Beervana comes at a cost
Craft beer lovers will pay $11.25 an hour just to attend one of Beervana festival's four-hour drinking sessions at Westpac Stadium's concourse.
The $45 ticket price gives entry to one of four sessions held over the weekend of August 22-23, an official 250ml plastic drinking vessel, a programme, and a festival currency card to load with cash for beer and food.
The sessions are advertised as running for five hours, but the bar is only open for four hours.
A 250ml beer will cost either $6 or $8, depending on the level of alcohol by volume (ABV). Beers with 10 per cent ABV or stronger can only be bought in 75ml quantities, at a cost of $6 per serve.
About 9500 people attended last year's festival, with 35 per cent coming from outside Wellington.
Visitors spent nearly $2 million in the city.
This year more than 11,000 thirsty festival-goers - which represents around $500,000 in entry fees alone - are expected.
Festival director David Cryer is the man behind Beervana, which was established 10 years ago. He said the festival was still relevant, even though supermarkets and bottle stores now offered expanded selections of craft beers.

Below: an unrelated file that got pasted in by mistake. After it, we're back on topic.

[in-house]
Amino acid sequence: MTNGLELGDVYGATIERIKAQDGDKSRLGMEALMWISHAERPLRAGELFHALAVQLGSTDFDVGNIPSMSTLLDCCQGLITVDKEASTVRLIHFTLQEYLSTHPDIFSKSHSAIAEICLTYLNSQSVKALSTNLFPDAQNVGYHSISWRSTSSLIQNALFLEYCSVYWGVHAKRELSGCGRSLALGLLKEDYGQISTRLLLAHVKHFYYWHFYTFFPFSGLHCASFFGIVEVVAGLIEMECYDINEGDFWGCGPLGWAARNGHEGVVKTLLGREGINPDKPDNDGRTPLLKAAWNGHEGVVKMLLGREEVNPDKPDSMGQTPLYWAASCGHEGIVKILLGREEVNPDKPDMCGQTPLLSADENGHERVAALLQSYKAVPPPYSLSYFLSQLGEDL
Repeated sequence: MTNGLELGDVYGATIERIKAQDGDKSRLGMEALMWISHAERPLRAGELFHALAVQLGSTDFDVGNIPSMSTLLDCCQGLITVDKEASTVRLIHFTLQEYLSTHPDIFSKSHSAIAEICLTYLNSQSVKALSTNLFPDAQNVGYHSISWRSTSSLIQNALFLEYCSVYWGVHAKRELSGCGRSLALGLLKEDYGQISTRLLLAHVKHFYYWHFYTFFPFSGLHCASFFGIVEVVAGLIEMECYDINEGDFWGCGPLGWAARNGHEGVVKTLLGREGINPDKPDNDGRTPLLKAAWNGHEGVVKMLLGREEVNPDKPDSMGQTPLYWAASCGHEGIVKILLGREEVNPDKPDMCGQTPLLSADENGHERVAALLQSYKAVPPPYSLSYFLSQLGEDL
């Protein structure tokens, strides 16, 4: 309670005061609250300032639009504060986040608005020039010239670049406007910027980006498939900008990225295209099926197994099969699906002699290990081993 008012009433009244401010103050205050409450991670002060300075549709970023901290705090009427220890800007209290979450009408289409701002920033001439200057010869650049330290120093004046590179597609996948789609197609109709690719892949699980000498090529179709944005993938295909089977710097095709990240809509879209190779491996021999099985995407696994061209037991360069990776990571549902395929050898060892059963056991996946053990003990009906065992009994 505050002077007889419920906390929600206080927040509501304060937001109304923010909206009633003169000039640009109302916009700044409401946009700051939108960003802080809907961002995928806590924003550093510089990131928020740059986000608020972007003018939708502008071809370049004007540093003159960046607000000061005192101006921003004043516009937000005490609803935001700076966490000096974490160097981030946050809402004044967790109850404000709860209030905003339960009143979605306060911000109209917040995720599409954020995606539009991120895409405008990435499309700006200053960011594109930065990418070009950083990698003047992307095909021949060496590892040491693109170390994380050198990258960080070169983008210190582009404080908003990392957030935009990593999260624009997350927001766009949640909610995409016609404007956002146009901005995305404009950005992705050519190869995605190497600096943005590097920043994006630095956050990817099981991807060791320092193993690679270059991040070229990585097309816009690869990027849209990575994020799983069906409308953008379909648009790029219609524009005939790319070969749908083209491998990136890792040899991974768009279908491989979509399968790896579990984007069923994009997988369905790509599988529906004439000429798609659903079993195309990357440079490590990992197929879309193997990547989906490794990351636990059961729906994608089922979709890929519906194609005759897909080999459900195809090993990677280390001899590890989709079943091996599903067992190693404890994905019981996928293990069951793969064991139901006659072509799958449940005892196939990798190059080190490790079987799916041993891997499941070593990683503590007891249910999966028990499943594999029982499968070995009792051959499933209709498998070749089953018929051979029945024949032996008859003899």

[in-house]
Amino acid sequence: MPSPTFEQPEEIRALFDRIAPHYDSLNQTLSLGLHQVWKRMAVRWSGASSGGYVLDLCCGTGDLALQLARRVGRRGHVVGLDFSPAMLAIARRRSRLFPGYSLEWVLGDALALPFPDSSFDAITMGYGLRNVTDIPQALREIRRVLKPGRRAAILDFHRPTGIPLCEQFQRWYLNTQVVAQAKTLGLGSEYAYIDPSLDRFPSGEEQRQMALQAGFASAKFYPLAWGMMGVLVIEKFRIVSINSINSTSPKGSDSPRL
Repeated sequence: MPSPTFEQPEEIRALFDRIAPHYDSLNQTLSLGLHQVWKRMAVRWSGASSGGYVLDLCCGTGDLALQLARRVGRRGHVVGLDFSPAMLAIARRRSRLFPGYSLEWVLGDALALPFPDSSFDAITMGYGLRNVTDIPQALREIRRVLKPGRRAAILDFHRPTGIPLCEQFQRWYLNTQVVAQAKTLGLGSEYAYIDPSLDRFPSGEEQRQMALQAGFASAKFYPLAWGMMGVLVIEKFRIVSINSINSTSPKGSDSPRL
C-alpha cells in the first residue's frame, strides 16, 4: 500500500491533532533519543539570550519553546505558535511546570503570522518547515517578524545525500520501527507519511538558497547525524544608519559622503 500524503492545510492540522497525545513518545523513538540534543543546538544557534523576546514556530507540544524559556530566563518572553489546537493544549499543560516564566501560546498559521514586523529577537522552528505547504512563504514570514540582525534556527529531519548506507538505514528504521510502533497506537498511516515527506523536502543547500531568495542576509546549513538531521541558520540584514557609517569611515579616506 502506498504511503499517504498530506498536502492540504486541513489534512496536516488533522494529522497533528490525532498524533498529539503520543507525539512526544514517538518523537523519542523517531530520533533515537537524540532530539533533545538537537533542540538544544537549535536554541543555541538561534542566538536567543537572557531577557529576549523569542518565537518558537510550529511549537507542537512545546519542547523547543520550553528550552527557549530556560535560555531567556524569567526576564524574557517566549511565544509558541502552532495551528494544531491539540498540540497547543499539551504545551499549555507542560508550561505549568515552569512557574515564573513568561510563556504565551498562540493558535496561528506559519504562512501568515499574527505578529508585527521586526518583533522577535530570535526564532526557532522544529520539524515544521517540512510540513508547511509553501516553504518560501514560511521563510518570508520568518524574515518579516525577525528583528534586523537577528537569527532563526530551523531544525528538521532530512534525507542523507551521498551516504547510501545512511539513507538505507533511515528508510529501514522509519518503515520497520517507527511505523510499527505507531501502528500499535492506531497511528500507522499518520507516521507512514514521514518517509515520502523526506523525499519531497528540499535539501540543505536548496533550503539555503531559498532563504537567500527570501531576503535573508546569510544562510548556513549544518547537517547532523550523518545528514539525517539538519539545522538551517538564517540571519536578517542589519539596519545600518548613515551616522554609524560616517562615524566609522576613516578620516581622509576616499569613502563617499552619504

"One of the great things about Beervana is in being able to see and talk to the brewers in person under one roof."
Established exhibitors used Beervana as a springboard for new products, and one-off brews, he said. "We also have beers coming in from the USA and Australia, which most New Zealanders could not access without spending a lot of money on airfares and accommodation."
A line-up of more than 60 breweries announced this month would showcase upwards of 250 craft beers and ciders. It included the usual suspects such as Tuatara, Garage Project and 8 Wired Brewing, along with the likes of big multi-nationals Lion and DB Breweries.
A first for the festival will see it host the introductory meeting of the Pink Boots Society New Zealand, a seminar for female professionals in the brewing industry.
It will also host three award-winning Portland brewers, a Portland chef, and one of America's leading beer writers, as part of what's called the "Beervana Exchange". Two Kiwi brewers have recently returned from a trip to Portland as part of that exchange.
Westpac Stadium was a "godsend" venue, helping the event grow quickly, Cryer said.
This year Beervana's culinary director, Martin Bosley, has gathered some of Wellington's top eateries for the festival, including Boulcott St Bistro, Big Bad Wolf and Monsoon Poon.
Gerard Quinn, chief executive of Grow Wellington, said from "Beervana's origins 10 years ago, the region's craft brewing industry has grown to contribute more than $12.3 million to Wellington's economy in 2013. This was likely to double this year."